“I really felt it was time to change my priorities and I was concerned at that point with creating memories with my kids,” she said. “I wanted to be a full-time parent and focus on my health.”
In October of 2019, during one of Rachel’s scheduled scans, doctors discovered a mass in her left breast, which required a biopsy.
“It was so fast-growing,” she said. “You could see how quick it grew within those eight weeks.”
Prior to finding out the results, the family decided to take an impromptu trip to Kawaii, Hawaii. They planned it in 48 hours and took all four children.
It is also one of the locations used in the film “Jurassic Park.”
“Our six-year-old is obsessed with dinosaurs,” Rachel said. “And that’s where they had the waterfall from the opening of Jurassic Park. The only way to see it is to either hike to it or take a helicopter ride. So I ended up taking Jude and Brock on the helicopter ride. It was really beautiful. We got to see a lot of the island that we wouldn’t have otherwise.”
In December 2019, doctors removed the mass, which turned out to be a non-cancerous growth.
Rachel remained on a chemo break and her tumors remained stable, she said.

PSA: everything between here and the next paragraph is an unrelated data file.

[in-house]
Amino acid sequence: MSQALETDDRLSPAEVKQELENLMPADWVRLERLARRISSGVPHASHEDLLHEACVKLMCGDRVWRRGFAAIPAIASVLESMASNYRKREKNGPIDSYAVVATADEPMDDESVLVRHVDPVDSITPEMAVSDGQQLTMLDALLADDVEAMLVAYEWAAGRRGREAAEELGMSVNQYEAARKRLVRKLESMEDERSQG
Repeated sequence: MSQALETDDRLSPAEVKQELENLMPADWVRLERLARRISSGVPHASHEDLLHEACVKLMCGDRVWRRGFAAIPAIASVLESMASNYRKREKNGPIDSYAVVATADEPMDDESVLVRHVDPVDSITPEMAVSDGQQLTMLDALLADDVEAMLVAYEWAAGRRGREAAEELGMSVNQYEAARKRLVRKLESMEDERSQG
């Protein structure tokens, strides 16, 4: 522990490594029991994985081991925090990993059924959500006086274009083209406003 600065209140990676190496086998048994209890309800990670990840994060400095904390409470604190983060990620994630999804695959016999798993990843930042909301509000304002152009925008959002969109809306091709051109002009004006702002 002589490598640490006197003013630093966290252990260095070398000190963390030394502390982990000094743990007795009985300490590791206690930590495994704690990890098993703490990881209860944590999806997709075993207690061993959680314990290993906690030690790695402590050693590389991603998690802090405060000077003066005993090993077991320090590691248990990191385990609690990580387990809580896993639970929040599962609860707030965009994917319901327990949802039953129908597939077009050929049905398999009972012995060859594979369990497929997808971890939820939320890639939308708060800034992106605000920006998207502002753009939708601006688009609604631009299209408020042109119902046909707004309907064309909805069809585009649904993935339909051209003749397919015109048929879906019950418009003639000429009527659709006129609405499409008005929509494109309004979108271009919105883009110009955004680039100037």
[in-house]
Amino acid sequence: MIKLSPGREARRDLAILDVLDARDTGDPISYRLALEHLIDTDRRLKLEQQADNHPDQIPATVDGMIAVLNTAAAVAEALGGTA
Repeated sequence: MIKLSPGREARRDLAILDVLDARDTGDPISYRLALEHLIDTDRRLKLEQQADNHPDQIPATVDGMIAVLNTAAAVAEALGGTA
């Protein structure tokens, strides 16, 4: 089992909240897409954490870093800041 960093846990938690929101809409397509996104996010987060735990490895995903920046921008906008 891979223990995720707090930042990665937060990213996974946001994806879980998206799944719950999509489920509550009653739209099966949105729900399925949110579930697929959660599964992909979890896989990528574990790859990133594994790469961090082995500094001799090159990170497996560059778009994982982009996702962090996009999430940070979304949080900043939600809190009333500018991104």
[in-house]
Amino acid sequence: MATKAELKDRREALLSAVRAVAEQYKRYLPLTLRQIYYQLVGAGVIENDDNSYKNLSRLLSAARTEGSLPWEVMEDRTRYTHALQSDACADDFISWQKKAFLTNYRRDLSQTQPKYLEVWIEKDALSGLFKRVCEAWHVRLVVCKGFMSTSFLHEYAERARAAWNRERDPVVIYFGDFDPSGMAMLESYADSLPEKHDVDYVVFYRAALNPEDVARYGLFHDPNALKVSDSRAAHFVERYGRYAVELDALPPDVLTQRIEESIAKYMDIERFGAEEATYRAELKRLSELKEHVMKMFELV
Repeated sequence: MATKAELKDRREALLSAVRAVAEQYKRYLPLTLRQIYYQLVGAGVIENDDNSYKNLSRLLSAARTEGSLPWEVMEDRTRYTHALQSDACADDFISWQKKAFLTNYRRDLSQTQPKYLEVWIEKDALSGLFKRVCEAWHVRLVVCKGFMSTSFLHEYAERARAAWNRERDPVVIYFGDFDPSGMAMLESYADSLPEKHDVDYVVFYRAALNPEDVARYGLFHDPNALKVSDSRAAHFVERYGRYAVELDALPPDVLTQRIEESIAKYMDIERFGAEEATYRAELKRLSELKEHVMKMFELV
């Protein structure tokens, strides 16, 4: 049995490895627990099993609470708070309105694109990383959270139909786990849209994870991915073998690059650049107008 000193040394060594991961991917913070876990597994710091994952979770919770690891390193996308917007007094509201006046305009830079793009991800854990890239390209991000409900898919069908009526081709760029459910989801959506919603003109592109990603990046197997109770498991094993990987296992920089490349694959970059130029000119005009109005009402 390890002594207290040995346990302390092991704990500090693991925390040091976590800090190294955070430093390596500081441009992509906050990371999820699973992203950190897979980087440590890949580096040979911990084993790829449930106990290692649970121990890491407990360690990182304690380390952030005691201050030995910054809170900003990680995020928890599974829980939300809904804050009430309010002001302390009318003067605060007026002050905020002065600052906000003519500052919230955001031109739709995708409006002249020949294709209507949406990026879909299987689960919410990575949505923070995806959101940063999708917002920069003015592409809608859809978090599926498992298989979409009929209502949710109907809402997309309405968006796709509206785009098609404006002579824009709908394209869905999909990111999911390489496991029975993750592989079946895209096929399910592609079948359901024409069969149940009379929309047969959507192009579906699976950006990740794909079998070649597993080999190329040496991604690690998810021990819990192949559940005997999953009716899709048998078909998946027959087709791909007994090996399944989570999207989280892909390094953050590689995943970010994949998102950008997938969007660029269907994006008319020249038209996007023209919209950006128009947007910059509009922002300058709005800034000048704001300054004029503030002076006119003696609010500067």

Bone Marrow Transplant
In February 2020, Rachel started having coughing symptoms and ended up at Memorial Hospital, where they ran scans. Her platelet counts were low and she hadn’t been on chemo in about 10 months.
The couple sent a message to her doctors at MD Anderson.
She had a bone marrow biopsy at Memorial and was transferred to MD Anderson, where they received the results, which was Myelodysplastic Syndrome, like pre-leukemia.
“Hers was high-grade,” Gary said. “That’s when they do the chromosome analysis that determines how many abnormal chromosomes you have in your blood counts. Hers was the highest grade.”
Gary said that about 11 out of Rachel’s 23 chromosomes were abnormal.
“Which more than three is high-grade,” he said.
Rachel was placed under the care of a leukemia doctor and started a chemo treatment, which only works on about 20 percent of patients, she said.
“But the chemo was working,” she said. “You put a lot of thought into the transplant issue. At the time, my body was weak and I felt very worn out. It was the first time, besides the high blood pressure and pregnancy, that I felt like I was losing pieces of myself. I had already started the mental effects. I had already retired at that point because of this language delay.”
Rachel said that there are a lot of risks associated with a bone marrow transplant. And while she was making her decision, the COVID-19 pandemic was ramping up.
“That’s one of the risks,” she said. “The highest mortality rates associated with bone marrow transplants is infection and it can be bacterial, fungal, or viral.”
Gary said the couple weighed their options. While the chemo was working, a lot of the studies suggest that it would stop working at some point. On the other hand, a transplant is the only possible cure.